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APRIL 28, 2015 by MAE CHAN
Why Countries Around The World Differ In Their Recommendations About Folic Acid Supplementation Before and During Pregnancy


Far too many advisers of nutrition and public health think folic acid is naturally found in foods. The body does not metabolize folic acid in the same way it does folate which is in foods such as lentils, beans, spinach and other greens. Five countries recommend folate and folic acid consumption around conception above and beyond World Health Organisation (WHO) guidelines, while five others dismiss supplementation as unnecessary, report finds.

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Researchers from the Institute of Food Research and Newcastle University have confirmed that the body processes synthetically-produced folic acid differently to the natural counterpart found in vegetables. This leads to unmetabolized folic acid circulating in the bloodstream which is eventually metabolized by the liver, but the process is slow, inefficient and possibly toxic.

Portugese researchers looked at the recommendations of 36 different countries and found that the majority (69.4%) followed World Health Organisation (WHO) recommendations of a healthy diet plus folic acid supplementation of 400 micrograms per day from preconception (4-12 weeks) until the end of the first trimester of pregnancy (8-12 weeks).

The report, published in Public Health Nutrition, included: Australia, Austria, Belgium - Flanders, Brazil, Bulgaria, Canada, China, Denmark, Estonia, Finland, France, Germany, Hong Kong, Hungary, Iceland, Ireland, Italy, Japan, Latvia, Luxembourg, Malta, Netherlands, Norway, Poland, Portugal, Romania, Russia, Singapore, Slovenia, South Africa, Spain, Sweden, Switzerland, Taiwan, the UK and the US.

Folate is a very important B vitamin, and low levels may be involved in certain carcinogenic processes. If more people could supplement their folate intake from fruits and legumes, rather than from a folic acid supplement it could condition the population to regulate from a natural source as synthetic fortification is far inferior to natural sources of folate. These foods have other cancer-fighting properties and can help protect against other chronic diseases.

"Interestingly, five countries (13.9 % - Finland, France, Sweden, Singapore and Taiwan) considered that a healthy diet containing adequate amounts of folate may be enough, with no need for supplementation," wrote the researchers from the Institute of Public Health of the University of Porto, University of Porto Medical School and the Universidade Catolica Portuguesa/Porto.

Folic acid has been found to boost male fertility, vascular function and even prevent cancer. However, we don't know the consequences of consuming folic acid rather than folate in the long-term, especially for successive generations.

Mandatory fortification was seen in Australia, Brazil, Canada, South Africa and the US - where supplementation was also recommended.

A study published in PloS One, investigated whether folic acid supplementation is linked to an increased risk for the progression of established mammary tumours using a rat model after previous research suggested a link between high intakes of the B vitamin and breast cancer risk.

As the UK considers whether to follow the example of the USA, Canada and Australia and 70+ other nations in introducing mandatory folic acid fortification programmes, the researchers are urging the government to either consider using a different folate form, or further investigate the implications of excess folic acid.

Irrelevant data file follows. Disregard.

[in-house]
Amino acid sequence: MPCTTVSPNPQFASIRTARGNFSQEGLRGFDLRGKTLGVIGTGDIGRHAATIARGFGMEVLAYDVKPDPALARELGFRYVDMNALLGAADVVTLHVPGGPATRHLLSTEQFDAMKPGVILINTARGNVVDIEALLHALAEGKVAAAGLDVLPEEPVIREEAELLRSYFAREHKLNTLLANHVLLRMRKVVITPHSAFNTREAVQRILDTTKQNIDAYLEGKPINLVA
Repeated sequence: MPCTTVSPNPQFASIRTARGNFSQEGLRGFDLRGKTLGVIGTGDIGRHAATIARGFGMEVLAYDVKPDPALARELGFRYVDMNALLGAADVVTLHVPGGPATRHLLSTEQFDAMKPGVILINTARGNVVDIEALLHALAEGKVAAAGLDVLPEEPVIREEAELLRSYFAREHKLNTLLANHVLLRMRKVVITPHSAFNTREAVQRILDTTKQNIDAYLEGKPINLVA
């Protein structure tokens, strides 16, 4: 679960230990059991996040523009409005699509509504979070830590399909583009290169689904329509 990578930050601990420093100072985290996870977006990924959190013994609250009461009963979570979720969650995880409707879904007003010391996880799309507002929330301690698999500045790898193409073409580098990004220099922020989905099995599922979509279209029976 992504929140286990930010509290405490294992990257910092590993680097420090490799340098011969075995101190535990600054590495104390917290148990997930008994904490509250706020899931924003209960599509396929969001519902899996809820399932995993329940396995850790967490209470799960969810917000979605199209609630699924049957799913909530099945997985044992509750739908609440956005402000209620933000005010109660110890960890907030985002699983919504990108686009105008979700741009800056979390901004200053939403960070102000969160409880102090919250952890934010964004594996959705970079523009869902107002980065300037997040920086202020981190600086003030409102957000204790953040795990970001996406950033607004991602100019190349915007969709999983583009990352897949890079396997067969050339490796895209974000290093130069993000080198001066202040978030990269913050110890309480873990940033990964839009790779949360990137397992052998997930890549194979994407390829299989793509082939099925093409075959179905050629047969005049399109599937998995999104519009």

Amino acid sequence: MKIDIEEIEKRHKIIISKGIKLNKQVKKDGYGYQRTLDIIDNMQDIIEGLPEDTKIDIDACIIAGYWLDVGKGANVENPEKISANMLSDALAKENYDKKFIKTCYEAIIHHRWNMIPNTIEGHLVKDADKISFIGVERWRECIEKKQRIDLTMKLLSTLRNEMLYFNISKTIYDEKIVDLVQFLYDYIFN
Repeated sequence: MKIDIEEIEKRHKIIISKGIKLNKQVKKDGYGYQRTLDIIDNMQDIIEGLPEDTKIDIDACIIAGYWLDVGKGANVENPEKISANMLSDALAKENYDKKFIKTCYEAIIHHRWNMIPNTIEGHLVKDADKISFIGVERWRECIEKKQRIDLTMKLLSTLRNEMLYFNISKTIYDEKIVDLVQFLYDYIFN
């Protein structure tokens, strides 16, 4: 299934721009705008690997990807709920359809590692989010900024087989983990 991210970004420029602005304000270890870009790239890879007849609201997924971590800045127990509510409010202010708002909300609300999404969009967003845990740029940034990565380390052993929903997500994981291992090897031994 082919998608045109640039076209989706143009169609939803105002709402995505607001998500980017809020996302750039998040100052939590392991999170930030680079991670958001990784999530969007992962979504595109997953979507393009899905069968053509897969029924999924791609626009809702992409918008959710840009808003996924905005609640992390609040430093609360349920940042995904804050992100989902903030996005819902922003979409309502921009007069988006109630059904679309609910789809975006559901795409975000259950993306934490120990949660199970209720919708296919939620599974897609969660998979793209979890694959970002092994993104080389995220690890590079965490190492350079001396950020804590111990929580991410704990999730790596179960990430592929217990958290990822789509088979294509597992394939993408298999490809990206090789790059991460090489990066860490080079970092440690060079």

For just over 40% of the countries, the dosage for women with a high risk of neural tube defects was up to 4-5 mg per day.

All of the countries issued advice on healthy diet and/or folate-rich food.

Advice to expect

The timings for supplementation also differed across countries. About 33% said at least four weeks before conception, as stated in the D-A-CH (Germany, Austria and Switzerland) recommendations.

About 27% of them stated supplementation should begin when planning pregnancy or when there was a chance of becoming pregnant/capable of becoming pregnant, in line with the US's Institute of Medicine (IOM).

Nearly 14% mentioned at least 12 weeks before pregnancy. Two countries referred to 4-8 weeks or 8-12 weeks before conception, two advocated when contraception was stopped and one country recommended at least eight weeks before stopping contraception.

Most said supplementation should be maintained until the end of the first trimester (12 weeks) or almost (ten or 8-12 weeks), but Canada, China and USA recommended supplementation until the end of pregnancy.

Some countries - Singapore and South Africa - advised women to ask a health care professional.

Fortify with Folates

"We only carry out studies and don't make policy decisions, but we'd hope that future decisions about fortification with folic acid take into account our central finding -- that we don't metabolise folic acid in the same way as natural folates," stated research leader Paul Finglas.

"Where fortification does happen, we'd suggest the forms of methyltetrahydrofolic acid (the natural form of the vitamin in food and main circulating form in the body) could be considered as an alternate fortificant to folic acid now that more stable synthetic forms have been made available commercially."

Researchers have reported that 86% of folic acid in the hepatic portal vein (which carries blood from the gut to the liver) remains unmetabolized, while almost all of the natural folate was converted correctly.

Source:
cambridge.org
ajcn.nutrition.org

Mae Chan holds degrees in both physiology and nutritional sciences. She is also blogger and and technology enthusiast with a passion for disseminating information about health.

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